New state health strategy boosted by regional SA nurses and midwives

Nurses in the country and around the nation are being saluted as they stand tall against the coronavirus.

The compassionate bunch are a big key in the state government's latest strategy in educating communities in the fight to protect and minimise the spread of the virus.

A cluster of nurses in the Murray Mallee is among the adaptable staff being praised by their director of nursing Desiree Parkhurst.

The nurse of 44 years, who hails from South Africa, helps lead Lameroo and Pinaroo hospitals, some 40km apart.

"We have had to be really flexible in our learning and prepare to adapt to whatever the need is," Ms Parkhurst said.

The health sites are made up of emergency departments, acute beds and aged-care residents.

"We have had to really focus our thinking on how we keep our patients and our resident and our staff safe," she said.

The united approach has meant introducing daily checks for permission of entry to staff and visitors.

The safety measures deals with a greater challenge - those who live across the South Australian border near Pinnaroo.

"Each day we have someone at the door and we don't come in until we adequately answer the questions," she said.

These relate to travel, contact with others and overall health, including temperature.

Ms Parkhurst said "staff have run with everything introduced".

"Staff have also worked extra shifts to keep the health sites functioning," she said.l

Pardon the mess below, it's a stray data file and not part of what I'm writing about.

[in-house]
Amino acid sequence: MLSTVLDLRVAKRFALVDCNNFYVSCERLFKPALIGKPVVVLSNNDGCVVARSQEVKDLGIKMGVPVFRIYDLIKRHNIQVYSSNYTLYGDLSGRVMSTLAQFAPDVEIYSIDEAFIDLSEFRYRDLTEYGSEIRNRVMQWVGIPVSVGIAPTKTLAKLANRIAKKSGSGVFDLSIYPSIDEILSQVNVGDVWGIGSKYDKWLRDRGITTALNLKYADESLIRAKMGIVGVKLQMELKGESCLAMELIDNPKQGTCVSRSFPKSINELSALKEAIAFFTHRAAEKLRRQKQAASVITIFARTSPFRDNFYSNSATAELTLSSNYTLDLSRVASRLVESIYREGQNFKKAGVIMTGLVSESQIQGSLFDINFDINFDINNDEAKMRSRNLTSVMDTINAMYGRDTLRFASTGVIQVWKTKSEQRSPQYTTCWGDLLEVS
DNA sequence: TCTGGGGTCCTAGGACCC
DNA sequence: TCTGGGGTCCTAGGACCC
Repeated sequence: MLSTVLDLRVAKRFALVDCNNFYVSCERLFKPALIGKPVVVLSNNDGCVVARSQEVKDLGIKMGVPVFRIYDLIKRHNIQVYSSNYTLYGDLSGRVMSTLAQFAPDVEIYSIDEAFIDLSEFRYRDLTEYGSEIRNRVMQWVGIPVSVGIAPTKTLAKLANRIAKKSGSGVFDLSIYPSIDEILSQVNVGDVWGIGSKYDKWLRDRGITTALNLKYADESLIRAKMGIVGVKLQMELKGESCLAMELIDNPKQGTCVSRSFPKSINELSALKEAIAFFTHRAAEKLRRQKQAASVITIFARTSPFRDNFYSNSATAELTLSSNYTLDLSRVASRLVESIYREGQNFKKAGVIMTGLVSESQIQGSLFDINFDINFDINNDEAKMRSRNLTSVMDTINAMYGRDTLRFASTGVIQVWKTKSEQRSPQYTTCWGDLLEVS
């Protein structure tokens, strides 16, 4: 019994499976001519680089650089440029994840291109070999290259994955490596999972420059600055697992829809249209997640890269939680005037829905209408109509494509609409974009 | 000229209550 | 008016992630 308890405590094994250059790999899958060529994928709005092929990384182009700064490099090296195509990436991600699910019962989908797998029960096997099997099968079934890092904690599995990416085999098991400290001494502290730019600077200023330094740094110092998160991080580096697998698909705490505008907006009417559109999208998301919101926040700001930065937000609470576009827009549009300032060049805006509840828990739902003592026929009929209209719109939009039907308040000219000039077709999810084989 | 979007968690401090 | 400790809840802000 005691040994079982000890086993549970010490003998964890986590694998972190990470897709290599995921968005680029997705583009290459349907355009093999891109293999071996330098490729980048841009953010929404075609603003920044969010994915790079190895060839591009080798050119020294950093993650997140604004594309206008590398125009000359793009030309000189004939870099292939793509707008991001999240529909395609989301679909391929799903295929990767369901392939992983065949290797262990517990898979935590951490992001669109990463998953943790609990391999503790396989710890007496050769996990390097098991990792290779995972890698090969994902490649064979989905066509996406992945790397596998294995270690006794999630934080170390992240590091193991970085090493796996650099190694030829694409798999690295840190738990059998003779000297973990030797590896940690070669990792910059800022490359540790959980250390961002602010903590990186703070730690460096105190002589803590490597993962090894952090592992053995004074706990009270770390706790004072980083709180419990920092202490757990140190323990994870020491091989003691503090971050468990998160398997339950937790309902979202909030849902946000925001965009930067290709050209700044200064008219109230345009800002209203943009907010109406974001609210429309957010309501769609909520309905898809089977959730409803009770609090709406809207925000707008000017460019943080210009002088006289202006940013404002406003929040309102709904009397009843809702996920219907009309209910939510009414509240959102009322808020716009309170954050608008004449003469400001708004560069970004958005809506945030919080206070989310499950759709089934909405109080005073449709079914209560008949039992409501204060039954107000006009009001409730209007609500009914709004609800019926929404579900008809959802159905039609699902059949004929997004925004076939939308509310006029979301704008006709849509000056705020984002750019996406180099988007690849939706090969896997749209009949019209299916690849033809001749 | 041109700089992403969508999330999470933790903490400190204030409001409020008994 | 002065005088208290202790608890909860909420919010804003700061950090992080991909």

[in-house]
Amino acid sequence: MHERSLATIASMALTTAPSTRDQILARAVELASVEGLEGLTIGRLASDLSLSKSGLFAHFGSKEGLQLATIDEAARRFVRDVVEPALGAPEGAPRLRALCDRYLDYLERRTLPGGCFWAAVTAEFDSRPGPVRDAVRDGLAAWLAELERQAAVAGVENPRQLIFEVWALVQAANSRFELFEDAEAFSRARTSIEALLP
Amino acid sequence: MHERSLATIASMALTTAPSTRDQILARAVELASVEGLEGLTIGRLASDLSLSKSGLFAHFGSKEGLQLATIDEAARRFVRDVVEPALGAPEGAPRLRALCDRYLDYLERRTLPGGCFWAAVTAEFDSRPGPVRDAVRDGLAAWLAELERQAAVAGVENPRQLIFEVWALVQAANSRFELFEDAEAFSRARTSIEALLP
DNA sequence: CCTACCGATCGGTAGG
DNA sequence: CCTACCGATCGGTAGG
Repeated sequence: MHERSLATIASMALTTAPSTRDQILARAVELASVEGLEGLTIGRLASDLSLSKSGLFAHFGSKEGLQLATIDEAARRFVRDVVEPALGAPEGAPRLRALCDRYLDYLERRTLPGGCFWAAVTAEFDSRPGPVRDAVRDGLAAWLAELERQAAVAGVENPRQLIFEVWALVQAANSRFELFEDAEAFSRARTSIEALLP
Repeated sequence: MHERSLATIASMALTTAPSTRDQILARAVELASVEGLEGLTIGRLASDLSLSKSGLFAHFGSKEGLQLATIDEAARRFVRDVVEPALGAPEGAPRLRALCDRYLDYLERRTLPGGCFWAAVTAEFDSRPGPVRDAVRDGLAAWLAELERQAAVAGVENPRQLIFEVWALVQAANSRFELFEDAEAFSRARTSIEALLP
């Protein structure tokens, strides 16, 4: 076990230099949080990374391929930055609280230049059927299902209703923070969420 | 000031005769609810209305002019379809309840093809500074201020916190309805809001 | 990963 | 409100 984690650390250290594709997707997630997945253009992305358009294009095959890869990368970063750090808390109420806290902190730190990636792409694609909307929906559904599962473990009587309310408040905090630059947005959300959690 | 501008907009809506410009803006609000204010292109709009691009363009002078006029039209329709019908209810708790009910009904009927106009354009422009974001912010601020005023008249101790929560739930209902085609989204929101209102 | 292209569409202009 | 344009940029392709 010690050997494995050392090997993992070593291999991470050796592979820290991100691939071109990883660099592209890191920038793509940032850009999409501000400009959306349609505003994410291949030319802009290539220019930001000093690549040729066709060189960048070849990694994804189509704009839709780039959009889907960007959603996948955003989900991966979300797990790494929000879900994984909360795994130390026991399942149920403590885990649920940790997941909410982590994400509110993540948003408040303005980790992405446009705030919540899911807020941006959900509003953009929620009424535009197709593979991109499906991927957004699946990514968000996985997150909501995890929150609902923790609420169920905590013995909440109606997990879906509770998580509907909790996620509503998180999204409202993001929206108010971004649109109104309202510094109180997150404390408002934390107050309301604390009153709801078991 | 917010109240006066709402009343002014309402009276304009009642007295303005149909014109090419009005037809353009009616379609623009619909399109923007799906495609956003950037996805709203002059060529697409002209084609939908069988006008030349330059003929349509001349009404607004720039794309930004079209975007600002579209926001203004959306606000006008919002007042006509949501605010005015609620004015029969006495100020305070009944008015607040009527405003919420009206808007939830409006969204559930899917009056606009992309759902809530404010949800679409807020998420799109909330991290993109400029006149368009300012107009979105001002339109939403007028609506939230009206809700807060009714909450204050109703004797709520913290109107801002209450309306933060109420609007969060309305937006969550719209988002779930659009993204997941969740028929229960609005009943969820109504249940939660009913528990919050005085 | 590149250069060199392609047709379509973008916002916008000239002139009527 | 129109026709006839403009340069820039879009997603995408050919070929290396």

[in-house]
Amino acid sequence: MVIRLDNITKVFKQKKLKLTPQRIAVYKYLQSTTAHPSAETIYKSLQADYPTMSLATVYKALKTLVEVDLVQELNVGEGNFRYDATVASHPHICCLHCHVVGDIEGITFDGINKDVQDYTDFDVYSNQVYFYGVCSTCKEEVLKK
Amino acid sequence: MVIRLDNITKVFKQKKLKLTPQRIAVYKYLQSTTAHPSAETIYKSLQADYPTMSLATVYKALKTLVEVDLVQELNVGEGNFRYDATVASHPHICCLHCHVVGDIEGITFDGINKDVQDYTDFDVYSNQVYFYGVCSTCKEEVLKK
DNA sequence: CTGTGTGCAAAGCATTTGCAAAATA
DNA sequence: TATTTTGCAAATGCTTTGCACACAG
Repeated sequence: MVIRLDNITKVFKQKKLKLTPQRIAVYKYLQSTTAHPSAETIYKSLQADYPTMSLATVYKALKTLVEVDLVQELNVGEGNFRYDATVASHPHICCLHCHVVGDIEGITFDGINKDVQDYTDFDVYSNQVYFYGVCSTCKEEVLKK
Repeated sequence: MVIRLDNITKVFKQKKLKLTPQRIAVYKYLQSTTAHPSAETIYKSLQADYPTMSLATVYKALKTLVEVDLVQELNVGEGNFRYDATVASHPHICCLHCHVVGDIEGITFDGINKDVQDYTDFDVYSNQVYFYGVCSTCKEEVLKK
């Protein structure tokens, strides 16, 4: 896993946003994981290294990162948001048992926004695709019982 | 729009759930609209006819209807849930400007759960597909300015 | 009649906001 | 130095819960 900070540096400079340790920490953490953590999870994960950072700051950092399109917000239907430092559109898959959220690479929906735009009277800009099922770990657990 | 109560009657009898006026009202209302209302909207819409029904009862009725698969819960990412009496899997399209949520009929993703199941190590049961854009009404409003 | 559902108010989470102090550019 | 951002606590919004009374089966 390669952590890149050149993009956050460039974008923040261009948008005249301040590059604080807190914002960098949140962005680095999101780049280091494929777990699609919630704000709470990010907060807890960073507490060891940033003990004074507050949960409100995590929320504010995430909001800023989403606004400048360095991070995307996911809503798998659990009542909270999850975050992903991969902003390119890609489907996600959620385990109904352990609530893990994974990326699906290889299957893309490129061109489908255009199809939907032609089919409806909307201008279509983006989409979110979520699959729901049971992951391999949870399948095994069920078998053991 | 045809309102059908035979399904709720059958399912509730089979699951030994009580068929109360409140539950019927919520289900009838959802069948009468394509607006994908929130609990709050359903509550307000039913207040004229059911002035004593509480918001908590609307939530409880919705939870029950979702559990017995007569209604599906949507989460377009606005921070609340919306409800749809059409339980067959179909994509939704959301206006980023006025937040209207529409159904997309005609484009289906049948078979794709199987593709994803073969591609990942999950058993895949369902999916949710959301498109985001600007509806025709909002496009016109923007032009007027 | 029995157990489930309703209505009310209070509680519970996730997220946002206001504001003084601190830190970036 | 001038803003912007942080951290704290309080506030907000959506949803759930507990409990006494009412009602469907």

The precautions have seen her staff step up in time of need.

Ms Parkhurst said that national temporary government restrictions had resulted in aged-care residents being affected.

Aged-care restrictions allow only one visitor between 11am and 3pm for an hour.

Staff from nurses to cleaners check on the residents, providing company and support.

"I am really proud of the staff because I am having regular meetings with them and talking through different scenarios. They just get on with it," she said.

SA Health chief nurse and midwifery officer Jenny Hurley said nursing staff were doing incredible work.

She said they played a key role in educating communities.

They are an important part in the state government's latest workforce strategy which includes:

  • Rapid upskilling of nurses by working with education partners
  • Fast-tracking recruitment of nurses and midwives with a range of skills including intensive care, home care and aged care
  • Supporting student nurses to assist in key COVID-19 response functions, including as part of multi-disciplinary teams in sample collection centres, testing clinics and border screening
  • Developing innovative models of care that allow nurses/midwives to work more flexibly across a number of healthcare sites or through a hospital at home model
  • Supporting nurses/midwives through clinical mentoring and coaching
  • Investigating the capacity of part-time nurses/midwives to increase their hours.

Ms Hurley said the plan involves the largest healthcare profession working together to support communities and each other.

The health professionals' expertise extend to supporting intensive care, aged care and emergency departments.

"The most important thing is that all nurses are in this fight together," she said.